The West Chester Police Department will continue to investigate a letter containing white powder and a threat mailed to the Islamic Center of Greater Cincinnati.
And as police investigate the threat, Islamic center officials say they are open for all services.
“We, at the Center, are deeply appreciative of the work of law enforcement personnel, fire department, the HAZMAT team, and West Chester Twp,” according to a statement issued by the Islamic center. “We regret that the mosque was not available for afternoon services because of their situation and want our congregants to know that all remaining services will proceed as scheduled.”
The letter arrived in the mail at around 11:30 a.m. Tuesday, according to township officials. The West Chester Twp. Hazmat Team as well as police and fire crews responded to the scene.
“We are disappointed that some individual(s) would to resort intimidation and harassment of a place of worship,” according to the statement. “This runs counter to each and every American value. At the same time we are appreciative of the many individuals and institutions in the community who have expressed their support. We remain committed to our mission of community outreach and promoting interfaith understanding and harmony among Americans of all ethnicities and backgrounds.”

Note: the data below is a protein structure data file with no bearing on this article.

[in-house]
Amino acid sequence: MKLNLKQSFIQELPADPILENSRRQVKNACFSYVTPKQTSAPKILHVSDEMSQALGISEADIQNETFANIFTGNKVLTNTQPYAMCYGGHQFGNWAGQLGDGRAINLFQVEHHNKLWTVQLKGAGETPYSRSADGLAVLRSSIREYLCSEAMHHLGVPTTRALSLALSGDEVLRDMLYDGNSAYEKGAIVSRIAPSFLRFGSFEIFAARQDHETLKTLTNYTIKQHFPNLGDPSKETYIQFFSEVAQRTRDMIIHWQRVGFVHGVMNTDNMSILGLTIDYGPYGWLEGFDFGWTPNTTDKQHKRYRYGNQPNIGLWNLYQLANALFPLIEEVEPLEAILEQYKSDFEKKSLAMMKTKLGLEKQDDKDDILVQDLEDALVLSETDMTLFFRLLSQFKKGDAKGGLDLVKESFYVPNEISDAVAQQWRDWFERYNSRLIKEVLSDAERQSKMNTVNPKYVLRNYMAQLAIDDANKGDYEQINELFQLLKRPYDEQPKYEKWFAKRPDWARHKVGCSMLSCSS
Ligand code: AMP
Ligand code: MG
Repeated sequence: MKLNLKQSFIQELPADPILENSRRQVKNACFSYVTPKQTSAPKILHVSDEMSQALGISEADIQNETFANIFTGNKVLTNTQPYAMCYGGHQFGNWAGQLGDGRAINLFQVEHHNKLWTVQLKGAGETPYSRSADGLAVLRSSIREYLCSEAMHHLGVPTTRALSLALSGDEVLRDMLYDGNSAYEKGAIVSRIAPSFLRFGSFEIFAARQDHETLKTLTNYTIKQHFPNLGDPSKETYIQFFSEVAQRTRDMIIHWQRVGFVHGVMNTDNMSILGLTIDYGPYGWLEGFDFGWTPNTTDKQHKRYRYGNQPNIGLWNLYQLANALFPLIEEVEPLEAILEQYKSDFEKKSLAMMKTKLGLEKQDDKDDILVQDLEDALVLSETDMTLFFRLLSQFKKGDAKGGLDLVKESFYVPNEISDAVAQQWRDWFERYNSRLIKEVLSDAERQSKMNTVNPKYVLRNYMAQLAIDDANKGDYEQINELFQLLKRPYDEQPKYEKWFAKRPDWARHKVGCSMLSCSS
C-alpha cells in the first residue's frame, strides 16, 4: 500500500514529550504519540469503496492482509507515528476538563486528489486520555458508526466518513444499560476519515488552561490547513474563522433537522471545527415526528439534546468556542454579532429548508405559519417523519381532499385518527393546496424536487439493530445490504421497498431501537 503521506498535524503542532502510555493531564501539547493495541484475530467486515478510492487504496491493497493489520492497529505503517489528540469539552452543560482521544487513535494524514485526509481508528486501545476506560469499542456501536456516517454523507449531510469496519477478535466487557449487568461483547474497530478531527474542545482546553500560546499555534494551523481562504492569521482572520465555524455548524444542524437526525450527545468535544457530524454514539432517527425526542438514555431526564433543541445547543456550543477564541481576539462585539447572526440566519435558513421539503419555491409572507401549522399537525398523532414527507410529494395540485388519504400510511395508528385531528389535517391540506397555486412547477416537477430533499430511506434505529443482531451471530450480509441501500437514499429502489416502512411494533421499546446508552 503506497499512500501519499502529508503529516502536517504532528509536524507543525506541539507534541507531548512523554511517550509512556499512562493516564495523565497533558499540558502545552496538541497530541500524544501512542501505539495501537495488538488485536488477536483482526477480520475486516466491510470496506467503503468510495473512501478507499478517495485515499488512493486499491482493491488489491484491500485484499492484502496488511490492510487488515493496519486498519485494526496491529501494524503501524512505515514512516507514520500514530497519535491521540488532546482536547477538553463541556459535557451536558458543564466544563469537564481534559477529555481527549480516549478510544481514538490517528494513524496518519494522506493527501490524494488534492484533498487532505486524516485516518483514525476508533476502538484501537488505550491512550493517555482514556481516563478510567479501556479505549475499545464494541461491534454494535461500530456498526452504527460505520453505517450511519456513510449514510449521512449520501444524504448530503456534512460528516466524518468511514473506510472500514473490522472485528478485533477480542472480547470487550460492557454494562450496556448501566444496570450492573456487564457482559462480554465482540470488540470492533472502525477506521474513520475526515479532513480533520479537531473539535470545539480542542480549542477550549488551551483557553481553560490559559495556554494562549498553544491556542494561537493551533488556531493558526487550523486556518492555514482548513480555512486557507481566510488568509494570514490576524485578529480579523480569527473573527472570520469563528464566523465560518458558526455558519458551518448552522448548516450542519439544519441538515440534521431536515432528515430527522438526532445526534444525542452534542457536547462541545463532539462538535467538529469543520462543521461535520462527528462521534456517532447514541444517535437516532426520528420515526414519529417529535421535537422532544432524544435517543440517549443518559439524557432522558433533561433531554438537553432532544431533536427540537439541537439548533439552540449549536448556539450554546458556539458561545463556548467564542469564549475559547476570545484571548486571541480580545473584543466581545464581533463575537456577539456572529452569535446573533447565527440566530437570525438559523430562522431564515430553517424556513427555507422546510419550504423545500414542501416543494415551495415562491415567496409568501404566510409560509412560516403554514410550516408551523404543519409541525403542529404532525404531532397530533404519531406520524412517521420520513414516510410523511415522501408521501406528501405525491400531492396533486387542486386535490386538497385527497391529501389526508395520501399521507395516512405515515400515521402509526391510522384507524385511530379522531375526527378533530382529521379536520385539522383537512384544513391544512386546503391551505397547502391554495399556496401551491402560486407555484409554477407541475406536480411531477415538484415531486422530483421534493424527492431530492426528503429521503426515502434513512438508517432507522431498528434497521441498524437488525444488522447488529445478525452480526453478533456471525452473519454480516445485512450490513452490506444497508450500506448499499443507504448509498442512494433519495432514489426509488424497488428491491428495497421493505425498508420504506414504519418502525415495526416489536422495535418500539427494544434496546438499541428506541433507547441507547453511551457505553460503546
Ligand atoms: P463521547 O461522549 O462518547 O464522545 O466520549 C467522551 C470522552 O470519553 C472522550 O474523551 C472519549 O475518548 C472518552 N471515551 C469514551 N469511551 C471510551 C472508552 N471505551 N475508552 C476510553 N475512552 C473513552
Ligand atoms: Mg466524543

West Chester Fire Chief Rick Prinz said the white, powdery substance was tested on Tuesday.
“What we sampled was non-hazardous,” he said.
Police will continue to investigate the threat made in the letter, according to West Chester Police Capt. Jamie Hensley. The FBI will assist if needed, he said.
Hensley declined to give more details about what was said in the letter or its postmark because “that could be pertinent to the investigation.”
Dr. Inayat Malik, who is on the board of trustees at the Islamic Center of Greater Cincinnati, said in addition to regular services, there was a basketball camp for children Tuesday at the center.
“It is disturbing that something like this happened,” he said. “When you get a suspicious package and a threat, it’s unnerving.”
While the building was not evacuated, the children in the camp were moved to another location of the campus, he said.
“You try to be as reassuring as you can, because they don’t understand what’s going on in the real world,” he said of the children. “There may be people that are evil, that want to do harm, people that are bigoted. We try to shield the children as much as we can but provide them accurate information. We don’t want them to withdraw totally into a shell. They’re part of American youth. They’re part of this landscape, and we want them to play … and grow up to be productive American citizens. And yet at the same time we don’t want them to feel threatened or insecure.”
For the past year, he said, many parents have been having such conversations with their children due to the country’s “political climate.”
“That’s been an ongoing conversation,” he said.
The center has had several threats recently.
“None of them, thankfully, have panned out,” Malik said. “We’re also very thankful and grateful to God that this also turned out to be a false alarm.”